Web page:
Spoiler Alert

This is the most subtle and powerful among Krzysztof Kieslowski's Dekalog. The despair and absurdity of the human condition is addressed here (probably I am reading too much into it, but I guess I am allowed to do that). The 57 minute movie deals with a variety of topics, but most of them can be grouped under two - love and death

The movie revolves around the terminally ill husband - Andrzej (of course, the perspective depends on the audience; For some it might be the doctor; for others, it might be the wife - Dorota) whose prognosis is poor. Dorota insists upon a 'verdict' from the doctor regarding her husband's life. She is pregnant with her lover's (not the husband) baby and it is probably her last chance to bear a child. She loves both of them. If her husband is sure to die, she wil keep the baby and if he lives, she will perform an abortion. When the story is being told, she is in the last stages where she can safely abort the child. Dorota finds her husband providing tranquility and support whereas the lover is a very special person to her. She asks the doctor  "Do you know that it is possible to love two people at the same time?" The doctor played by Aleksander Bardini is one of the most restrained, yet moving characters in Kieslowski's body of work. He has his own fair share of life's misery, as is evident from his indifferent and sometimes close-to-rude responses to Dorota's queries in the initial stages of the movie.                       

Dorota's persistence results in the doctor giving his verdict -  Andrzej's death is assured and asks her to keep the baby. This is soon followed by the most beautiful shots of the movie. Andrzej is peacefully lying on the bed and he opens his eyes and looks towards the table beside him. A glass with a spoon is lying on the table; it contains the fruit pickle which Dorota got for him, and a bee struggles to remain afloat. It manages to hold on to the spoon, and then climbs upward and finally starts moving across the rim of the glass. Andrzej is soon shown to be thanking the doctor. He has not only recovered from his illness, but his wife is going to have a baby. At some level, one is reminded of O. Henry's short story "The Last Leaf".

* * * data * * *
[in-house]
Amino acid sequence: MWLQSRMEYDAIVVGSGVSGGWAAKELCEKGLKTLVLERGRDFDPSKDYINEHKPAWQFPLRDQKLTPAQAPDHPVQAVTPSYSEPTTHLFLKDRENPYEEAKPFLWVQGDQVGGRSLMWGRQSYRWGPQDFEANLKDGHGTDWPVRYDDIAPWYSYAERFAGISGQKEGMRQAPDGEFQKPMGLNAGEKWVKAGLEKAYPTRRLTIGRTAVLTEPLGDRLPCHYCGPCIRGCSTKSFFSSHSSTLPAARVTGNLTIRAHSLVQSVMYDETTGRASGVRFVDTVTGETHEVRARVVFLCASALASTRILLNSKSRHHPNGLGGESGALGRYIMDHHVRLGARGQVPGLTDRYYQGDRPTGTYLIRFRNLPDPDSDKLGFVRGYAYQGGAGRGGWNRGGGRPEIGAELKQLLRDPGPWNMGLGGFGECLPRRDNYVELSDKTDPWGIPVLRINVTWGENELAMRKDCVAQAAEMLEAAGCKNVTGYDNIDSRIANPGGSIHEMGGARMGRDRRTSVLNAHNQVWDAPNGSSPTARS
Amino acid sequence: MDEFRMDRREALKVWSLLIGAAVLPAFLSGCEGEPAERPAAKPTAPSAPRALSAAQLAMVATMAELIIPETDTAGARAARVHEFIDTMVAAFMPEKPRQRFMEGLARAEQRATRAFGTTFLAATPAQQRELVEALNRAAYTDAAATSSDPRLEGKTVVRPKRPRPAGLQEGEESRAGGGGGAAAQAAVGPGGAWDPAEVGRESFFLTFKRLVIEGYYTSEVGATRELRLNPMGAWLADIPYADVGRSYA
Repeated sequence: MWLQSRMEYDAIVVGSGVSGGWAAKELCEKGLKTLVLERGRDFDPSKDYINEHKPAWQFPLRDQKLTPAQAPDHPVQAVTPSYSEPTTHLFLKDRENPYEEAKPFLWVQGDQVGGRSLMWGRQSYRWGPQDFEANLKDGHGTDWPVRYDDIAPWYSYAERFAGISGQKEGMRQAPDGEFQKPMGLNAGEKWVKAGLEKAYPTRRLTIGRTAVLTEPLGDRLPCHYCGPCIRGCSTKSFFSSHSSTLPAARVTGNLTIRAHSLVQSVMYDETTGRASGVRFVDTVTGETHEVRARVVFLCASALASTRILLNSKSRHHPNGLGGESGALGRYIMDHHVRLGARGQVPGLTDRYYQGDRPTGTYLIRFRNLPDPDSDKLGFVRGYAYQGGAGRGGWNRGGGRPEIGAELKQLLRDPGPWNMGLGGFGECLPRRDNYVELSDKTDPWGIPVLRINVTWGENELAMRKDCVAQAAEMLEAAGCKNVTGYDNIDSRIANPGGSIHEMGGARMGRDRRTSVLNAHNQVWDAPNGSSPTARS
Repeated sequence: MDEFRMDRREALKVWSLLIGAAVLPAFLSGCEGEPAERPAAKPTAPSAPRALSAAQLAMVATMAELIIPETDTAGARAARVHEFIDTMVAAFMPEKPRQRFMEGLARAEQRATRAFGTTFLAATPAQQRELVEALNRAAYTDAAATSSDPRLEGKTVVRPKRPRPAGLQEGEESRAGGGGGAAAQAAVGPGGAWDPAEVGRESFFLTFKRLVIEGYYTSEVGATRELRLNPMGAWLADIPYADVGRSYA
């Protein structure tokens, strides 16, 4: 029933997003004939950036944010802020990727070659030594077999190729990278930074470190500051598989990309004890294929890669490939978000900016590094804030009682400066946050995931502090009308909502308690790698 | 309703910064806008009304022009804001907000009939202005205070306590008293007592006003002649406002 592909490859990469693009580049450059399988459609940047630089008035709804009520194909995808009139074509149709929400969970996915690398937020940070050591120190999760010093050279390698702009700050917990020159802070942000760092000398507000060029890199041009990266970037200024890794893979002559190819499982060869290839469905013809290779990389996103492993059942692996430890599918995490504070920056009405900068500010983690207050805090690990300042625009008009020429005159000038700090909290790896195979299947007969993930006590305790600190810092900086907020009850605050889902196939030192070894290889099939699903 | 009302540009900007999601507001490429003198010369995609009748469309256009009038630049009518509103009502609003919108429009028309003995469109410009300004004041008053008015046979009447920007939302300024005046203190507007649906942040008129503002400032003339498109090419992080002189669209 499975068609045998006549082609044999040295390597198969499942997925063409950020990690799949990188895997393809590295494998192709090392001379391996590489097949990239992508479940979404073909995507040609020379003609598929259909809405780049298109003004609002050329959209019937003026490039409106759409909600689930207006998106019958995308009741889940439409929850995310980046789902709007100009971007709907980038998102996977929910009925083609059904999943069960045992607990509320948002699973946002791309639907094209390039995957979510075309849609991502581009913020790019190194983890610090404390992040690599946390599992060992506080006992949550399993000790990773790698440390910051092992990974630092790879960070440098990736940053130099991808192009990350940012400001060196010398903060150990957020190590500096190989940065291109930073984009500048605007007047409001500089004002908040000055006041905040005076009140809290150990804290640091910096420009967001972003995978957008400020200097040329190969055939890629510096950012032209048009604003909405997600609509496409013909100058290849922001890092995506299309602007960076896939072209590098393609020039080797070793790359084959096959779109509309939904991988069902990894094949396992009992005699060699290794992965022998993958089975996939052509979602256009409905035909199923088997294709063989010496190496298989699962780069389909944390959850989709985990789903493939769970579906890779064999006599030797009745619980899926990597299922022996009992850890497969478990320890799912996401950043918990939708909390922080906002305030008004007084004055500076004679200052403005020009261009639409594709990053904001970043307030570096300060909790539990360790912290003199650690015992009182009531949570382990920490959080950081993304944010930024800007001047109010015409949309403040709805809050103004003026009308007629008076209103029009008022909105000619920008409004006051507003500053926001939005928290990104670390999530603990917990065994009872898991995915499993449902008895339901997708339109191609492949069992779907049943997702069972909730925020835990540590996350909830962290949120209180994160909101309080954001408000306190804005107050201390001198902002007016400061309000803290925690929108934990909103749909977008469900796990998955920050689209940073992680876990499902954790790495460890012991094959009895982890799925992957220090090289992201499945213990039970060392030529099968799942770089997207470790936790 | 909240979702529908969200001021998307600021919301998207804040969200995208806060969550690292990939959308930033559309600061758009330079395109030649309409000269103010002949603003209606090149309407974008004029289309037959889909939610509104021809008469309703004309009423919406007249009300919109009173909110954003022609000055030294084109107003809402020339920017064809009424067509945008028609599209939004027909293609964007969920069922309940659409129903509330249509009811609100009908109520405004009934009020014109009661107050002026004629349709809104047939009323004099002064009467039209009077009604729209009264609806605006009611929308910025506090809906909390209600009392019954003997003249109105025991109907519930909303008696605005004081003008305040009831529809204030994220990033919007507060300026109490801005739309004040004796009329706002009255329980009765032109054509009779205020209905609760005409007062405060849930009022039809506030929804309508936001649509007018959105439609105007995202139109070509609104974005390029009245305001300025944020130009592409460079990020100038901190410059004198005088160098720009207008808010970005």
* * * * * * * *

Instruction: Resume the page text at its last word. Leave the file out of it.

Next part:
Kieslowski articulates his view of a private God when the doctor answers to one of Dorota's questions. Apparently, he considers religion to be a personal affair, something which address one of man's basic needs - those concerning spirituality. Having lived his life in Eastern Europe during the rise (and fall) of Communism, it turned out (or so I believe) that he had to raise the concerns of the spiritual needs of the people. Certain Christian websites cite Dekalog as one of the best movies 'championing' their cause. This is as reasonable as believing that Adam lived for 930 years (Genesis - 5.5), especially when Dorota has conceived, by committing adultery.  Having faith is necessary, but faith for the sake of faith is the biggest folly that anyone can commit. The despair embedded in human condition does not necessarily mean suicide as a solution. Similarly, being skeptical about science does not necessarily mean belief in God, leave alone a crowdsourced God. In each of the episodes of Dekalog, the director walks the thin line between faith and skepticism leaving it to the audience to choose what he or she wants to take from it. 

For the director, the second commandment is a sharp retort to those who bring God into anything and everything under discussion. One can also visualize the doctor to be comparable to God, as he is forced to pass a verdict on the patient. Also, he says during the course of a conversation, " I don't remember all my patients."